How often do you, as a Facilitator, try to keep your team engaged when doing your online Retrospective? “Any Questions/ideas to add?” — dead silence… It’s the time you start thinking about whether your team is still here. Are they fully involved in brainstorming or keep doing their routines in the background? Remote world has stolen one of the most important things about a sprint retrospective — team engagement.

Let me share the things that helped us increase collaboration and make online retrospectives effective again:

1. Do Video calls instead Audio

Do Video calls instead Audio

It might seem not that valuable from the start as people would tell you they feel more comfortable without video.
But when you do just Audio you can’t read non-verbal signs of your team. Is anyone looking sad? Are they fully involved in discussion? Is anyone smiling or laughing? Are they nodding?
You will be surprised how after a few rounds of Video calls you will miss them if you go back to Audio. Video makes it easier for a Facilitator to ‘read’ their team's mood, emotions, attitude to the subject.

Moreover, a person attending a video call would initially be more involved in conversation and looking on the screen at people, which minimises a chance for people to get distracted.

2. Make sure you include online Icebreakers

Classic retro would start with some activity to break the ice. If you were in the office, you would easily have a small talk between everyone and it would be enough.
Icebreaker exercises get more important when we’re all remote and lack personal communication, loose team spirit.

There’s lots of techniques to break the ice that you can find. Check out retromat.org for ideas and inspiration (e.g. What car is our product? Which superhero do you associate yourself with during the last sprint? Can you draw the last sprint in 1 image?)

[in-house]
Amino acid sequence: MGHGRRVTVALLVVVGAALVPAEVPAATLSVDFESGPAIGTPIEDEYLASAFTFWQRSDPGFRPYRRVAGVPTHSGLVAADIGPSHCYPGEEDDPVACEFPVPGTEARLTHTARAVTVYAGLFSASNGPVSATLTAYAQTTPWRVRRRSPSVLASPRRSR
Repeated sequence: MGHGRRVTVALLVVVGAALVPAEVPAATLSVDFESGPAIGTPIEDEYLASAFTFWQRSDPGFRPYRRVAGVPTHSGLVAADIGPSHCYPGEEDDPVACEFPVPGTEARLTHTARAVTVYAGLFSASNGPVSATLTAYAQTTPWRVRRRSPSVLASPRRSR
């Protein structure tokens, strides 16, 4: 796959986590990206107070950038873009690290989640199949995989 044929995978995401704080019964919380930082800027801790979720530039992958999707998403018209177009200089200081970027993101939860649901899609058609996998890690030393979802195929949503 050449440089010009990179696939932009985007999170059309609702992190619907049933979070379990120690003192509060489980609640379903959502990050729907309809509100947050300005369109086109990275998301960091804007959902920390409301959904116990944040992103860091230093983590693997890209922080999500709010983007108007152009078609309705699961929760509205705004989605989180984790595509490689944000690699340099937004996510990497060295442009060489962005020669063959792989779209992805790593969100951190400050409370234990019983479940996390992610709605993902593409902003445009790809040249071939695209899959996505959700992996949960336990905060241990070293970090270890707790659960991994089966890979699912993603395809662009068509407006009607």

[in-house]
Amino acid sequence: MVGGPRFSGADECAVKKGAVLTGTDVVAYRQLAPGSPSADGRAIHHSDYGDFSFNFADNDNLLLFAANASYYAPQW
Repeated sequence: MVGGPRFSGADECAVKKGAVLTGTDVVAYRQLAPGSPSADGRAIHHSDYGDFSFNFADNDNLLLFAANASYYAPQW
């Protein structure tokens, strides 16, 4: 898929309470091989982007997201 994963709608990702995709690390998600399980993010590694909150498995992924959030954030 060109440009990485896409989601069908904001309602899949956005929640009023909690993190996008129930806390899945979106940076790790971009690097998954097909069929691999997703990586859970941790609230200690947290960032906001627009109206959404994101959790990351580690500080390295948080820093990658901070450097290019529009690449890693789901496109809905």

You can always try some online drawing tools or online boards for online Icebreakers. Timbo tool saves you time on searching and organising those. You can try “One Word”, “Weather”, “How do you feel” and others.

Make sure you keep it diverse as the team would get bored of the same ones.

3. Change your Main stage templates from time to time

Change your Main stage templates from time to time

Main stage of your Agile retrospective usually is the most stable thing in terms of how you conduct it. But still, it’s the most important one.

If your team generates fewer and fewer improvement ideas on your retrospective — it looks like it’s time to change the Main stage template.

Changing your standard “What went well / What went less well / Recommendations” to some other questions will make your team think from different perspectives. They will try to find new answers to new questions and will definitely get out of the box and get more engaged.

Try “Start/Stop/Continue”, “Sailboat” or “Starfish” as an alternative to a classic version.

4. Finish sprint retrospective with Closing techniques

Finish sprint retrospective with Closing techniques

This is very similar to having Icebreaker techniques before you start. Take a few minutes and do some Closing technique to make your team smile, feel the team’s sprint and get motivated for the next sprint.

The most effective one is simply having a round of “appreciation” to each other. Thank each other for the previous sprint, for small help or support, or just for being around each other.

This can also be a time to check Team’s health. How’s their energy before starting the next sprint? Are they batteries full or dead?

If you’re at the end of the milestone or a year, record your thanks and wishes on an online board.

5. Don’t underestimate Thematic Agile Retrospectives

Don’t underestimate Thematic Agile Retrospectives

If all the above doesn’t work well and your retro is still not engaging your team, not adding team spirit as much as you would expect, try Thematic Retrospective.
This indeed requires some preparation but the effect is going to be valuable.
Just take your standard retrospective and adapt every step to a certain theme. Pick a popular movie or series (e.g. you can then ask what movie genre you would associate your sprint with), holiday, or subject of your product and adapt your sprint retrospective questions.

Read how we did a movie retrospective in another article

A common advice to your Agile retrospective engagement is adding more people-oriented activities and taking the advantage of technology being here for you.

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